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The heart is a muscular organ found in all animals with a circulatory system. The heart is responsible for pumping the blood through the blood vessels. The function of the heart is to collect de-oxygenated blood and pump it into the lungs, so that carbon dioxide can be dropped off and oxygen can be picked up. Oxygenated blood is pumped out to the smaller arterioles and then, finally, to the tiny capillaries which feed each cell. In an average lifetime, the heart beats more than two and a half billion times, without ever pausing to rest.

Structure of the Human Heart

The human heart weighs between 250 and 350 grams and is about the size of a fist. The heart is positioned anterior to the vertebral column and posterior to the sternum. A double-walled sac called the pericardium, which prevents overfilling the heart with the blood, protects the heart. The outer wall of the human heart is composed of three layers: epicardium, myocardium and endocardium.

Atria and Ventricles

The human heart has four chambers, two superior atria and two inferior ventricles. Two atria chambers that receive the blood are the right vertical which discharges the blood into the lungs, while the left one discharges the blood towards the rest of the body via the aorta.


The human heart has four valves, which determine the pathway of the blood flow through the heart. A heart valve allows the blood to flow through in only one direction, and it opens or closes depending on the different pressures on each side of it. The tricuspid valve is on the right dorsal side of the heart, between the right atrium and the right ventricle. The mitral valve lies between the left atrium and the left ventricle.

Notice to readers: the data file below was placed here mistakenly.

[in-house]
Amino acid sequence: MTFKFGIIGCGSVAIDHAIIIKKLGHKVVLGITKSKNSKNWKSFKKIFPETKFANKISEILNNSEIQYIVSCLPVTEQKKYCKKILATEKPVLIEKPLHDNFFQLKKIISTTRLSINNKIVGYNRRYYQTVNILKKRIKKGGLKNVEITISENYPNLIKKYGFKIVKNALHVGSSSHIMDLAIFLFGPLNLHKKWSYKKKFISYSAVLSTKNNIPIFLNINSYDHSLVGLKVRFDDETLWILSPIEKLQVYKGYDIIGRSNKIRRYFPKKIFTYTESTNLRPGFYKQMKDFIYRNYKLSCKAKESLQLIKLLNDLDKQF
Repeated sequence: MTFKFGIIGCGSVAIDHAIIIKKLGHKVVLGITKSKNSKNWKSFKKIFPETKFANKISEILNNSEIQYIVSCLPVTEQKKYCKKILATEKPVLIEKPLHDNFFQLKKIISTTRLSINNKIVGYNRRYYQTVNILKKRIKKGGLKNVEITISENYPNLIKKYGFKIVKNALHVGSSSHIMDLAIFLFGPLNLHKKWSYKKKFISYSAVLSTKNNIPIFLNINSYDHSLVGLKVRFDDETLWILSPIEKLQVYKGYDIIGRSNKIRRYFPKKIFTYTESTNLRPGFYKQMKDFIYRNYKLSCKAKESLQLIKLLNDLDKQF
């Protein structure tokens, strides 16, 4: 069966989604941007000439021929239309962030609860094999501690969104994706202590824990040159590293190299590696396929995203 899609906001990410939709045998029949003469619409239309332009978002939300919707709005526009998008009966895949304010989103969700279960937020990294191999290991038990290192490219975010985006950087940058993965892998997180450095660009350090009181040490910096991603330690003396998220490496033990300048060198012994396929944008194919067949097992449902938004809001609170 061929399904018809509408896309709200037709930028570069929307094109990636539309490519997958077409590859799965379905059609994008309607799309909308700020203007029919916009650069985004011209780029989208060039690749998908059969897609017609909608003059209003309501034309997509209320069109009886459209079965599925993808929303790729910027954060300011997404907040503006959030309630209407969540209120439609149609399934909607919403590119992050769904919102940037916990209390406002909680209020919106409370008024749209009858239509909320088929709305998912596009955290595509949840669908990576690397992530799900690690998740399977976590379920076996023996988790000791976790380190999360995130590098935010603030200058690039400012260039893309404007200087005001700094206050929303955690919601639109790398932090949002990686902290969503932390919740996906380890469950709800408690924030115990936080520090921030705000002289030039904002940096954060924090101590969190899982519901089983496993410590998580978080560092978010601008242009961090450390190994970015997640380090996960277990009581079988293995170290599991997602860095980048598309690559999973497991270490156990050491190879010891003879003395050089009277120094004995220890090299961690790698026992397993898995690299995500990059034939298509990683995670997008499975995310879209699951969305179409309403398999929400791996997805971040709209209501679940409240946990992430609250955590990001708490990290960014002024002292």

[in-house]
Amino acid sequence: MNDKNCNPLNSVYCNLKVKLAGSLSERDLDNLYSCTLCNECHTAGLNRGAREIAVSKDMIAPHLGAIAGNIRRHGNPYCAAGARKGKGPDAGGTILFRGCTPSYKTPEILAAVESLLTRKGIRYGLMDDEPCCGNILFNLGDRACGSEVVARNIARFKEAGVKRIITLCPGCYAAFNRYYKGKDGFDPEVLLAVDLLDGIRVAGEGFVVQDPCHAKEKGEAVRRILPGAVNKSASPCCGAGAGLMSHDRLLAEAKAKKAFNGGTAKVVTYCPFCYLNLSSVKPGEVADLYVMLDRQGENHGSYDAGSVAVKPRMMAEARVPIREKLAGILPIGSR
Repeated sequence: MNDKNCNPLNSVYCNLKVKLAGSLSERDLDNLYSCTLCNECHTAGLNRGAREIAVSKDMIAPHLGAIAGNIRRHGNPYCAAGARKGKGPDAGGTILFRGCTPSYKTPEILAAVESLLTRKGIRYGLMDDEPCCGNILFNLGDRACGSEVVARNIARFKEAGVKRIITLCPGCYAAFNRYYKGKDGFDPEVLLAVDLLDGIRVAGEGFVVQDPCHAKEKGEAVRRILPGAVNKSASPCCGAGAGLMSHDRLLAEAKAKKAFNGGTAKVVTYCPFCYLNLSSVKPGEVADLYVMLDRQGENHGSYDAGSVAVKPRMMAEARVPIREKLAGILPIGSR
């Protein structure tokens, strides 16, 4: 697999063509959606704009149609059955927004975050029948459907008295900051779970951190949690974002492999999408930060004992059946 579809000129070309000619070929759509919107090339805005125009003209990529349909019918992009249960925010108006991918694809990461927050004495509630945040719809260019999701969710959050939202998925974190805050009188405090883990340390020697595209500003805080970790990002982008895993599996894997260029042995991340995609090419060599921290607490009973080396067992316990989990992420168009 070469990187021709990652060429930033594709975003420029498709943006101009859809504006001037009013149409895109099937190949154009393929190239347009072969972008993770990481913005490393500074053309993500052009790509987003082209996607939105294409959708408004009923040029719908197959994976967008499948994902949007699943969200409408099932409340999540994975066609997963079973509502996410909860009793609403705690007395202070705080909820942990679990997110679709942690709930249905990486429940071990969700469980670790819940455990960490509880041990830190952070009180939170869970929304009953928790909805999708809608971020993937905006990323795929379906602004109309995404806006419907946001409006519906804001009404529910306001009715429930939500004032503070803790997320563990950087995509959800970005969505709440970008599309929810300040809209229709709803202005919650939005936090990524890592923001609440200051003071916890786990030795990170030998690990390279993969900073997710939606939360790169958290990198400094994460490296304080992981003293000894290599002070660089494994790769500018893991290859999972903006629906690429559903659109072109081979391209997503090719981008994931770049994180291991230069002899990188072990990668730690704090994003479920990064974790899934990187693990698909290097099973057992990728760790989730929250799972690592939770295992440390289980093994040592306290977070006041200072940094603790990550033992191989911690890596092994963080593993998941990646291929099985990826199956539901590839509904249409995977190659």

The aortic valve lies between the left ventricle and the aorta. The pulmonary valve lies between the right ventricle and the pulmonary artery and has three cusps.

Blood Vessels

Blood vessels transport the blood throughout the body. They are divided into the arteries which carry the blood away from the heart: the capillaries which enable the exchange of water and chemicals between the blood and the tissues; and the veins which carry blood from the capillaries back to the heart.

Pulmonary Artery

The pulmonary artery is the only artery that carries deoxygenated blood. In humans, The pulmonary artery is about 5cm in length and 3 cm in diameter. It branches into two pulmonary arteries, which deliver de-oxygenated blood to the corresponding lung.


The aorta is the largest artery in the body, which starts from the left ventricle of the heart and extends down to the abdomen. Aorta branches into two smaller arteries and distributes oxygenated blood to all parts of the body through the systemic circulation.


Veins are blood vessels that carry blood towards the heart. Most of the veins carry deoxygenated blood from the tissues back to the heart. Only the pulmonary and umbilical veins carry oxygenated blood.

Pulmonary Vein

The pulmonary vein is a large blood vessel that carries blood from the lungs to the left atrium of the heart. There are four pulmonary veins, two from each lung.

Vena Cavae

Vena Cavae are two veins: the superior and inferior vena cava. Their function is to return deoxygenated blood from the body into the heart.

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